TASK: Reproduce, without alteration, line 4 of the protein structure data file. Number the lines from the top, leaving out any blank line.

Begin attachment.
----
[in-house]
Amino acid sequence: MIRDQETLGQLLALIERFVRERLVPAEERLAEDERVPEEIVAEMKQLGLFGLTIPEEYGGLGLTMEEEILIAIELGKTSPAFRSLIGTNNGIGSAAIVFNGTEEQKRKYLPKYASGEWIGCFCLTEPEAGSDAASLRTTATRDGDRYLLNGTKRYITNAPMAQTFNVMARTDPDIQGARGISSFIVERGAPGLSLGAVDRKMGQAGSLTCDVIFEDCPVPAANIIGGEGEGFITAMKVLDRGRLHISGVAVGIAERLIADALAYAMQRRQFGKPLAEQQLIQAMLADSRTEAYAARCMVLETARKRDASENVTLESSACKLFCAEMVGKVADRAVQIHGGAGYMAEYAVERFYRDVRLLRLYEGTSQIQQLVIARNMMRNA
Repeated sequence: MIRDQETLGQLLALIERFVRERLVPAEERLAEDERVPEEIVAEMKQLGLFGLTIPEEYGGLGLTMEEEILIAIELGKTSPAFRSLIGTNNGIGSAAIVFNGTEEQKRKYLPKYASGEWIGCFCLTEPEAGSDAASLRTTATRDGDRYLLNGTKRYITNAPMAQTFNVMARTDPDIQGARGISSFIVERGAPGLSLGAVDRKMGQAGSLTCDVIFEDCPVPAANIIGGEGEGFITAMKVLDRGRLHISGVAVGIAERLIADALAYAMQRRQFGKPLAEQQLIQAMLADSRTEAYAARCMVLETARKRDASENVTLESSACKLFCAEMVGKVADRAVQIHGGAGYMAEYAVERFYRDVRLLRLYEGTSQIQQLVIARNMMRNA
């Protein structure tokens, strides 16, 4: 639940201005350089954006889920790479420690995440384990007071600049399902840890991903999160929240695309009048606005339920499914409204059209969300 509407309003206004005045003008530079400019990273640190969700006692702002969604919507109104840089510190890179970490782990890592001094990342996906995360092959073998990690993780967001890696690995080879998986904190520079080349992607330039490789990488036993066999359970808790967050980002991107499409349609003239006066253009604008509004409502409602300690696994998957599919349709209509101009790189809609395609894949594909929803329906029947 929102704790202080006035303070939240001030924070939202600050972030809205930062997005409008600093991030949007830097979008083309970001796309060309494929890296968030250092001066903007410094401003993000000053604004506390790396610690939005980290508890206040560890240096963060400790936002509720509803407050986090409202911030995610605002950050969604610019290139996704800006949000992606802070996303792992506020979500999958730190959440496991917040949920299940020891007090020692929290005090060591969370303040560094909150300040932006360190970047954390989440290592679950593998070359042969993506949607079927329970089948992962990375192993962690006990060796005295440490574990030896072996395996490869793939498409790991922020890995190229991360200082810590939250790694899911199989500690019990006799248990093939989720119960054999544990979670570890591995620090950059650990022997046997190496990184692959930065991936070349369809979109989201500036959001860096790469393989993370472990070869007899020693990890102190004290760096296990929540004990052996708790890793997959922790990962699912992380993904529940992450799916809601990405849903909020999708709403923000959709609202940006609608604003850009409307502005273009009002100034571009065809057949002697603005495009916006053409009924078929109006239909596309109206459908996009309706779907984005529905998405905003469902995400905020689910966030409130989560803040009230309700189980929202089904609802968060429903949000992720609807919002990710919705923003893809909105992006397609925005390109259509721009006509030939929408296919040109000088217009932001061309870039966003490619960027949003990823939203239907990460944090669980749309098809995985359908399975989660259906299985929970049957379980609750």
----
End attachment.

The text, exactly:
């Protein structure tokens, strides 16, 4: 639940201005350089954006889920790479420690995440384990007071600049399902840890991903999160929240695309009048606005339920499914409204059209969300 509407309003206004005045003008530079400019990273640190969700006692702002969604919507109104840089510190890179970490782990890592001094990342996906995360092959073998990690993780967001890696690995080879998986904190520079080349992607330039490789990488036993066999359970808790967050980002991107499409349609003239006066253009604008509004409502409602300690696994998957599919349709209509101009790189809609395609894949594909929803329906029947 929102704790202080006035303070939240001030924070939202600050972030809205930062997005409008600093991030949007830097979008083309970001796309060309494929890296968030250092001066903007410094401003993000000053604004506390790396610690939005980290508890206040560890240096963060400790936002509720509803407050986090409202911030995610605002950050969604610019290139996704800006949000992606802070996303792992506020979500999958730190959440496991917040949920299940020891007090020692929290005090060591969370303040560094909150300040932006360190970047954390989440290592679950593998070359042969993506949607079927329970089948992962990375192993962690006990060796005295440490574990030896072996395996490869793939498409790991922020890995190229991360200082810590939250790694899911199989500690019990006799248990093939989720119960054999544990979670570890591995620090950059650990022997046997190496990184692959930065991936070349369809979109989201500036959001860096790469393989993370472990070869007899020693990890102190004290760096296990929540004990052996708790890793997959922790990962699912992380993904529940992450799916809601990405849903909020999708709403923000959709609202940006609608604003850009409307502005273009009002100034571009065809057949002697603005495009916006053409009924078929109006239909596309109206459908996009309706779907984005529905998405905003469902995400905020689910966030409130989560803040009230309700189980929202089904609802968060429903949000992720609807919002990710919705923003893809909105992006397609925005390109259509721009006509030939929408296919040109000088217009932001061309870039966003490619960027949003990823939203239907990460944090669980749309098809995985359908399975989660259906299985929970049957379980609750």